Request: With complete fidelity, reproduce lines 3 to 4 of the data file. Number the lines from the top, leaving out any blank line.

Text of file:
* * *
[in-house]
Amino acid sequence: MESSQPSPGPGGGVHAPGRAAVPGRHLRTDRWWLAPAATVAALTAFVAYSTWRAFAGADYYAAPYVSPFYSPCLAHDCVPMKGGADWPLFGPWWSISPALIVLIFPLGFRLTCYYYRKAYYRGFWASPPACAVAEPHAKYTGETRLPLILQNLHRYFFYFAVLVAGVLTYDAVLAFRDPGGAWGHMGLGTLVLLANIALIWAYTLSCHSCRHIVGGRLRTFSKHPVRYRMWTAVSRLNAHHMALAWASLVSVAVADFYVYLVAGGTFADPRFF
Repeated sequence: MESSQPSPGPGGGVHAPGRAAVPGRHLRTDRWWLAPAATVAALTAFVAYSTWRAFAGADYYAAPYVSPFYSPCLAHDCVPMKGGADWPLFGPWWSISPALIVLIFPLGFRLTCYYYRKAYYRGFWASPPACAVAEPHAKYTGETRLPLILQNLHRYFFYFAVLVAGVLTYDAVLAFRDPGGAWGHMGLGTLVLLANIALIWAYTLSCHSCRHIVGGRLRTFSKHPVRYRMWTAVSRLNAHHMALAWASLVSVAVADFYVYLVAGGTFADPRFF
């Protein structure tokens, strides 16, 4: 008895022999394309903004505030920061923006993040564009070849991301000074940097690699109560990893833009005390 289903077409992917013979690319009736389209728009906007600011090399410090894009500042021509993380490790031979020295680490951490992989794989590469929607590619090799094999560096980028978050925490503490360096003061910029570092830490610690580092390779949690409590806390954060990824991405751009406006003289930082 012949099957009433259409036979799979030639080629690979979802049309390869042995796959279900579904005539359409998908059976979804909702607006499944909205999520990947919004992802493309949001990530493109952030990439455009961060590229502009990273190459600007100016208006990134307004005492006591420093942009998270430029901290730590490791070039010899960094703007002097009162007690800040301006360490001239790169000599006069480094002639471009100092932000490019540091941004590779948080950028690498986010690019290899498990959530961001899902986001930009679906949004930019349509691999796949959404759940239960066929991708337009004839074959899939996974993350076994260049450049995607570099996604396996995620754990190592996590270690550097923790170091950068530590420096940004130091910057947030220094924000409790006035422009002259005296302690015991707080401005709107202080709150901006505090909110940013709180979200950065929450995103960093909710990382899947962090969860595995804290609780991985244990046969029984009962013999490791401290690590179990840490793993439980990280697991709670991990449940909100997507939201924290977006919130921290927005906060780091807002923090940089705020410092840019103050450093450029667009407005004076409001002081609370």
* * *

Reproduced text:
Repeated sequence: MESSQPSPGPGGGVHAPGRAAVPGRHLRTDRWWLAPAATVAALTAFVAYSTWRAFAGADYYAAPYVSPFYSPCLAHDCVPMKGGADWPLFGPWWSISPALIVLIFPLGFRLTCYYYRKAYYRGFWASPPACAVAEPHAKYTGETRLPLILQNLHRYFFYFAVLVAGVLTYDAVLAFRDPGGAWGHMGLGTLVLLANIALIWAYTLSCHSCRHIVGGRLRTFSKHPVRYRMWTAVSRLNAHHMALAWASLVSVAVADFYVYLVAGGTFADPRFF
């Protein structure tokens, strides 16, 4: 008895022999394309903004505030920061923006993040564009070849991301000074940097690699109560990893833009005390 289903077409992917013979690319009736389209728009906007600011090399410090894009500042021509993380490790031979020295680490951490992989794989590469929607590619090799094999560096980028978050925490503490360096003061910029570092830490610690580092390779949690409590806390954060990824991405751009406006003289930082 012949099957009433259409036979799979030639080629690979979802049309390869042995796959279900579904005539359409998908059976979804909702607006499944909205999520990947919004992802493309949001990530493109952030990439455009961060590229502009990273190459600007100016208006990134307004005492006591420093942009998270430029901290730590490791070039010899960094703007002097009162007690800040301006360490001239790169000599006069480094002639471009100092932000490019540091941004590779948080950028690498986010690019290899498990959530961001899902986001930009679906949004930019349509691999796949959404759940239960066929991708337009004839074959899939996974993350076994260049450049995607570099996604396996995620754990190592996590270690550097923790170091950068530590420096940004130091910057947030220094924000409790006035422009002259005296302690015991707080401005709107202080709150901006505090909110940013709180979200950065929450995103960093909710990382899947962090969860595995804290609780991985244990046969029984009962013999490791401290690590179990840490793993439980990280697991709670991990449940909100997507939201924290977006919130921290927005906060780091807002923090940089705020410092840019103050450093450029667009407005004076409001002081609370």